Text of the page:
In many regards China’s housing boom shares significant similarities with the suburban housing boom in the US over the past few decades. The high rise apartment blocks of China and US single-family suburban sprawl are both structured by the dynamics of pro-growth economy, by urban/suburban design theory, and notably by the idealized social narrative of housing which is marketed consciously and subliminally to the consumer. The consumer desire for an idealized living space in both Chinese and US housing markets is very real. However, the form it takes in each country is a socially manufactured quantity.

Another parallel is that both housing booms as engines of economic growth have caused horrendous destruction to their respective environments. Construction on such industrial scale burns enormous quantities of fossil fuels and generates mountainous debris. Vegetation is ripped out, topsoil churned up, and the arable earth paved under concrete and asphalt. The global environmental impact is felt through international market demand for imported fuel, steel, rare metals, plastics, chemicals, timber and concrete. Housing construction is touted by market savants as great engines of economic prosperity, but the long-term costs to the planetary environment of human overpopulation are never reckoned into their equations. The reduction of all earth to commodity (which includes the banishment of sacred space into the ether) is the perennial and fatal flaw of all capitalist pro-growth economic theory.

But there are also huge differences between the two housing booms in very basic economic terms. China’s vertical housing coupled with public transportation is a lot more efficient as a grand-scale population warehousing model than the US suburban, car-dependent sprawl. Also, China’s housing need has been much greater for a much longer time period with its billion plus population and the distance it needed to modernize from past living conditions. Lastly, Wall Street pundits have regularly been predicting the eminent collapse of “China’s housing bubble” which has not happened much to their dismay. China’s housing boom has neither bubbled nor burst, while the US housing market tanked in 2008 igniting the global economic recession.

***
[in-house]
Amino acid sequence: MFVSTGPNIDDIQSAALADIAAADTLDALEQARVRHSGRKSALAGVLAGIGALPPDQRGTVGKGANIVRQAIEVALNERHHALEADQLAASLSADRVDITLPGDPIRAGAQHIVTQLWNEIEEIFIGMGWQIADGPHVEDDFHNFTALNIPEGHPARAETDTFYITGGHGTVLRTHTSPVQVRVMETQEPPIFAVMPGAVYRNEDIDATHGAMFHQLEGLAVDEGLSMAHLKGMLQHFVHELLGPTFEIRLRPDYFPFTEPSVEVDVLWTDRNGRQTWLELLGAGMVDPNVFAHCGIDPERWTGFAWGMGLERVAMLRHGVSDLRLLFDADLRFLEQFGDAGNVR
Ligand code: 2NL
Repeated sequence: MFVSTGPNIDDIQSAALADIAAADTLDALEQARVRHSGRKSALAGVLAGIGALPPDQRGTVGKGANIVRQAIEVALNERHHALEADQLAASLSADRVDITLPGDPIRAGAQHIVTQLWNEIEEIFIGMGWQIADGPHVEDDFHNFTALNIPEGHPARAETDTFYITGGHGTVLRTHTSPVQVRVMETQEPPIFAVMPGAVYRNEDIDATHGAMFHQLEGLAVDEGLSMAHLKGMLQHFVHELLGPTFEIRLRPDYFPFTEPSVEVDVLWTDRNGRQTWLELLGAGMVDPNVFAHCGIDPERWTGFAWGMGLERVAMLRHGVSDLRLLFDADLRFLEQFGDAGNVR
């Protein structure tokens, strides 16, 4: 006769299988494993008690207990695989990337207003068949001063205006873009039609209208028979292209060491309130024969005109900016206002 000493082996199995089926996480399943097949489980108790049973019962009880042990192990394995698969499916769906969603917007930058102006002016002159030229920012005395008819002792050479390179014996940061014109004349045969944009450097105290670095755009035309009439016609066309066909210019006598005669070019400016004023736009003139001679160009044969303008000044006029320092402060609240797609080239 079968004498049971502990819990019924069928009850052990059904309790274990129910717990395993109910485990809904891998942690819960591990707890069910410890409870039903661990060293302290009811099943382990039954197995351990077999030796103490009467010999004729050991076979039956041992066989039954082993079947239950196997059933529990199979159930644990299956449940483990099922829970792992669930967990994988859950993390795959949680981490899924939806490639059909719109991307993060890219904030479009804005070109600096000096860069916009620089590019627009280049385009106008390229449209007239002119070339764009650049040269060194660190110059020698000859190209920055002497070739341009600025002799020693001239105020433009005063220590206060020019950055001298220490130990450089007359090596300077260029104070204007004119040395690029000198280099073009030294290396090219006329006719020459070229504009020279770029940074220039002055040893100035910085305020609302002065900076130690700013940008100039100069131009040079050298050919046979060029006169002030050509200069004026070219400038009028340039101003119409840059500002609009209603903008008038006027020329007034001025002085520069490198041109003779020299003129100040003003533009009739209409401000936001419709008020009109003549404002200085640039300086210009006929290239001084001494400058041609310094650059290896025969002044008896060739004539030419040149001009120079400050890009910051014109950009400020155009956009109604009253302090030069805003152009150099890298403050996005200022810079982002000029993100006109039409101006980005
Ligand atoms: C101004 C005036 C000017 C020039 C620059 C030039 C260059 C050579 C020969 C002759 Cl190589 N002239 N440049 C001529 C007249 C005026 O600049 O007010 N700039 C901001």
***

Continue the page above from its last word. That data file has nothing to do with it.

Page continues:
In China, the housing sector like other economic sectors is highly regulated by the government. The apartment construction boom has been undertaken through state owned enterprises (SOE) which are for-profit businesses that retain a public policy component. These entities are not so different conceptually or structurally from American utility companies with guaranteed profits for monopoly services. Initially, SOE in the mining and heavy industry sectors built soviet style block housing for their own workforce and families and in this effort acquired large-scale construction development expertise. In this process they also amassed cash reserves and significant access to bank credit. The government recruited this expertise by permitting the industrial SOE to expand into for-profit apartment block construction. Housing development has grown to around 14% domestic GDP annually which makes it a huge economic growth engine.

The supply of new apartment units built by developers and the consumer demand for housing varies greatly by local market. Tier 1 cities have higher demand than Tier 2, 3, and 4 cities. Both national and local supply is controlled by government regulators who adjust bank interest rates to developers making it profitable to build in one city this year but not in another. Bank interest rates to home buyers can similarly be adjusted. The amount of down payment required by the purchaser and other loan qualification criteria is controlled from above, and in this way the government can tighten markets in Tier 1 cities while loosening markets in Tier 3 and 4 cities to encourage relocation and population disbursement. In this managed fashion China has had a forty year housing construction boom without a market crash.

However, not all buyer qualifications are economic which creates room for dissent and criticism. Individuals are generally not allowed to purchase homes solely for oneself. The qualifying party is the family or the extended family, and families cannot purchase multiple homes for a rental business. However, on the whole the housing industry in China has worked as a model of planned economy. According to some sources, China now has the world’s highest family home ownership rate of 90%, and amongst the world’s highest in per capita accrued private savings.